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Is Gap Finally Getting Back on Its Feet?

All of Gap Inc.'s brands reported sizable lifts for its critical holiday period.
Photo: Justin Sullivan/Getty Images

Photo: Justin Sullivan/Getty Images

If there's one all-American retail giant that's been pulling out all the stops in an effort to turn itself around, it's Abercombie & Fitch — but it's also Gap Inc. In recent memory, the conglomerate — which operates Gap, Old Navy and Banana Republic — has been reporting quarter-after-quarter of slumping sales, leading executives to change up their strategy across all brands. Take Gap, which has been hard at work overhauling its product as fast-fashion chains have eaten away at its market share; this past August, the retailer announced plans to focus on faster fashion and activewear as sales kept slipping. 

And after all that, it has to be doing something right: In the fourth quarter of fiscal year 2016, Gap Inc.'s net sales increased 1 percent to $4.43 billion, a $40 million lift from the same period last year. And for the four-week period ending Jan. 28, 2017, net sales increased 2 percent to $828 million, another $15 million from 2016. It was good news for the individual retailers, too: Old Navy reported a 5 percent bump compared to an 8 percent decrease last year; Gap remained flat versus negative 3 percent; and Banana Republic, the most problematic of Gap Inc.'s portfolio, went from negative 14 percent to negative 3 percent.

These lifts may not seem sizable, and from a basic percentage perspective, they're not. But after so many consecutive quarters of cringe-inducing sales, any and all boosts are worth celebrating for the company. Banana Republic, for instance, may still be in the red, but it saw an 11 percent comparable increase. Eleven percent! And during the especially critical holiday period, when there were widespread dips — including a 12.9 percent one in the domestic luxury business — all across retail, it's important to note that Gap Inc. succeeded getting people in stores and online.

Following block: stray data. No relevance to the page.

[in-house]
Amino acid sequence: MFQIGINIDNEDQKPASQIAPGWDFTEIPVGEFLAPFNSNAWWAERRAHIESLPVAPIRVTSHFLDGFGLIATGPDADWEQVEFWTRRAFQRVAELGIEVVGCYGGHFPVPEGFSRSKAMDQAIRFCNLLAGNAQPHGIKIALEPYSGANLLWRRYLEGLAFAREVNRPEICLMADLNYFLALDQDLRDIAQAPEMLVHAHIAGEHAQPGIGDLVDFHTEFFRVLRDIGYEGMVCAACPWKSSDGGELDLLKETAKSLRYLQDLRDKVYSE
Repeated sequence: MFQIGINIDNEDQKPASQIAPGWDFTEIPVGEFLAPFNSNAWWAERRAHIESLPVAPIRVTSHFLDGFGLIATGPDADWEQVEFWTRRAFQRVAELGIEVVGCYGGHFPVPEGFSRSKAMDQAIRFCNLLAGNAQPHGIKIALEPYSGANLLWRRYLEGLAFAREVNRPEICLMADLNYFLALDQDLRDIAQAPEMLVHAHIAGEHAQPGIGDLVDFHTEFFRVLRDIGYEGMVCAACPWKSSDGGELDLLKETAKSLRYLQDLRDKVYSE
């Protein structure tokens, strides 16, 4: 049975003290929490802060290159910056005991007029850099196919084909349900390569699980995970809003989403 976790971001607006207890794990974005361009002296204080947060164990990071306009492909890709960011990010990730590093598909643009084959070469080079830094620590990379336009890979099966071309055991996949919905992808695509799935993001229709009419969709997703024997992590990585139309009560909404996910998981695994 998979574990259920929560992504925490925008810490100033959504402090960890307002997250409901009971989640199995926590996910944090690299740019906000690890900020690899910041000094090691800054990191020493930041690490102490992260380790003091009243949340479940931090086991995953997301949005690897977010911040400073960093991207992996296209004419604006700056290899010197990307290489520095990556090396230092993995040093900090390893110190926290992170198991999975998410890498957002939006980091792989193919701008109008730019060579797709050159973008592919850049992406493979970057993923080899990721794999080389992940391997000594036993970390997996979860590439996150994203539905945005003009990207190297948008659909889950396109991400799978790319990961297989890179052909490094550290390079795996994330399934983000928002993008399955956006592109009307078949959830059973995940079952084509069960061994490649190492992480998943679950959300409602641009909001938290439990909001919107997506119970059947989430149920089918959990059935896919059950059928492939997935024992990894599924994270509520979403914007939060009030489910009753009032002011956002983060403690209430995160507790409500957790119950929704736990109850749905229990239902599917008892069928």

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"Against a challenging retail backdrop, we're pleased to report growth in our topline and comp sales during the critical holiday quarter," Art Peck, Gap Inc.'s chief executive officer, said in a press release. "We remain focused on actions that will strengthen our brands and recapture market share."

Looking ahead, the next period — the start of its 2017 fiscal year — will be crucial: Will Gap Inc. manage to not only maintain its sales growth, but increase it, outside the busy holiday period? If faster fashion and athleisure have been working this well thus far, we should expect to see more basics and leggings in the next three months.

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